The COVID-19 pandemic has been going on for almost two years now. It would be inaccurate to suggest that the pandemic hasn’t upended many of our habits, not to mention our operational practices. Many areas around the world have experienced waves of lockdowns and re-openings. Add to that political controversy, economic uncertainty, and media hysteria. Throw in the sometimes questionable health guidance for good measure. Things haven’t exactly been easy.
As it turns out, scammers haven’t been standing idle either. They haven’t hesitated to harness ongoing fear, uncertainty, and doubt. And just like the most cunning tacticians, cyber scammers never let a crisis go to waste.
While many folks are gearing up (read: yearning?) for an almost-normal holiday season, let’s spotlight two particularly relevant scenarios. Barcodes, phishing, COVID, and fraud. In the cards and on the menu, as it were.
Very à propos for late 2021, wouldn't you say?
Many restaurants have ditched traditional physical menus as a result of the pandemic. A number of businesses have opted instead for a sticker system consisting of QR codes placed on restaurant tables. This has proven to be a mostly contact-free and effective workaround. Dine-in guests simply scan the barcodes with their smartphones. Once they scan the code, they can browse the restaurant’s menu online. One thing many people don’t realize is how easily cybercriminals can exploit this latest trend for malicious purposes.
Scammers can simply slap their own malicious, modified barcode over the legitimate one. When an unsuspecting restaurant patron scans the malicious barcode, they are redirected to what they think is the legitimate menu, but is actually a fake website. From this fake website, scammers can attempt to launch any number of malicious phishing operations. These could include attempts to collect data, or to trick restaurant patrons into clicking on further compromising links, or performing harmful and unsecure actions.
So what should you do?
No doubt the situation is tricky. If possible, try to visit the address containing the menu by manually entering it into your web browser. (Ask your server for the address if need be!) At the very least, attempt to scan the barcode with an application that will reveal the full address of the website where the menu is located before you visit the page itself. Stay on your toes and pay close attention to details. In particular, make sure that the address shown is not a spoofed, altered or doctored variation of the establishment’s legitimate website. And if you’re directed to perform any additional action after reaching the site, such as disclosing personal information, avoid doing so and report it to your server or to the restaurant manager immediately.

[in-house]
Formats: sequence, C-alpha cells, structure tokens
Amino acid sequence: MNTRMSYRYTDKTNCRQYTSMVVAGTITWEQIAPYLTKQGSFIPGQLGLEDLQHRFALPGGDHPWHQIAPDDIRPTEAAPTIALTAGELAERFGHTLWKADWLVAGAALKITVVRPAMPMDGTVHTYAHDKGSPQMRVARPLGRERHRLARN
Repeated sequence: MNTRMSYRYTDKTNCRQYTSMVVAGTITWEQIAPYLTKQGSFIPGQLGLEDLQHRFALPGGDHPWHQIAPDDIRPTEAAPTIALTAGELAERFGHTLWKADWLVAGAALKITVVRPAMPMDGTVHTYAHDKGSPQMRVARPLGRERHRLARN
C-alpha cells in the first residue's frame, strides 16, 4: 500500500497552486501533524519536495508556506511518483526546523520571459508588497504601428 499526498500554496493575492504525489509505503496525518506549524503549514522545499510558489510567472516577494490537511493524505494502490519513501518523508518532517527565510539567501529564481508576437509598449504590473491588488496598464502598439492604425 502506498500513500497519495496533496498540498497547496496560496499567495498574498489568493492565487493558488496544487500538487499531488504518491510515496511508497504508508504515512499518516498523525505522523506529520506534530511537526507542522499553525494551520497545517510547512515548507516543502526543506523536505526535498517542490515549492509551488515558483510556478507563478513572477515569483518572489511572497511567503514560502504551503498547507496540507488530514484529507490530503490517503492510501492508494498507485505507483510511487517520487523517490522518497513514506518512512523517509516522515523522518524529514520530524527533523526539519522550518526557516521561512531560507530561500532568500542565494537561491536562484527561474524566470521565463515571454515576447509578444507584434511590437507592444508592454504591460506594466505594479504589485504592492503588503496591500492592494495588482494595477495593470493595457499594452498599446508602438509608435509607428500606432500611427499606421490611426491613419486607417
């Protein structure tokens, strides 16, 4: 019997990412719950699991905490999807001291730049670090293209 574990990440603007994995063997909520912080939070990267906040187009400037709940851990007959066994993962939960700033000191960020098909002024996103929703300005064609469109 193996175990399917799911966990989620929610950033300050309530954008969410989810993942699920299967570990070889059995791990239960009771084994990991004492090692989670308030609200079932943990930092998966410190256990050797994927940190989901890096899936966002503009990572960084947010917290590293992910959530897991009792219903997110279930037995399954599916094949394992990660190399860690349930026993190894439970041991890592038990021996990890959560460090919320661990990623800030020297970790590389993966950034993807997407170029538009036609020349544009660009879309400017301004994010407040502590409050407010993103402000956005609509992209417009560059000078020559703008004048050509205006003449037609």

A related scenario this holiday season involves hacked gift cards. This is another scenario where scammers exploit a barcode, often similar in appearance to the legitimate code originally printed on the card. The second barcode is often printed on a sticker intentionally applied over the original barcode printed on the card. Of course, the types of gift cards, barcodes, and activation mechanisms can vary between merchants. In most cases, the underlying scam works in much the same way, regardless of where it’s deployed.
Typically, the cybercriminal places the illegitimate barcode or sticker over the legitimate code on the gift card. When the gift card is later activated by a genuine customer at checkout, the cashier typically scans the gift card and adds the funds to the code on the gift card. If the cashier and customer fail to be vigilant, they might not notice that the gift card has a barcode that has been tampered with, or that redirects to another card entirely. This allows the funds to be added to the scammer’s card balance instead. This type of scam has resulted in hundreds of millions of dollars in losses in the last year alone.
So what should you do?
One way to minimize falling prey to this scam is to carefully examine the surface of your gift card before applying funds to it. In particular, make sure that no alternative or secondary stickers have been added to the area where the barcode should be printed. If appropriate, ask the cashier or store representative to confirm that the code itself hasn’t already been activated by another user.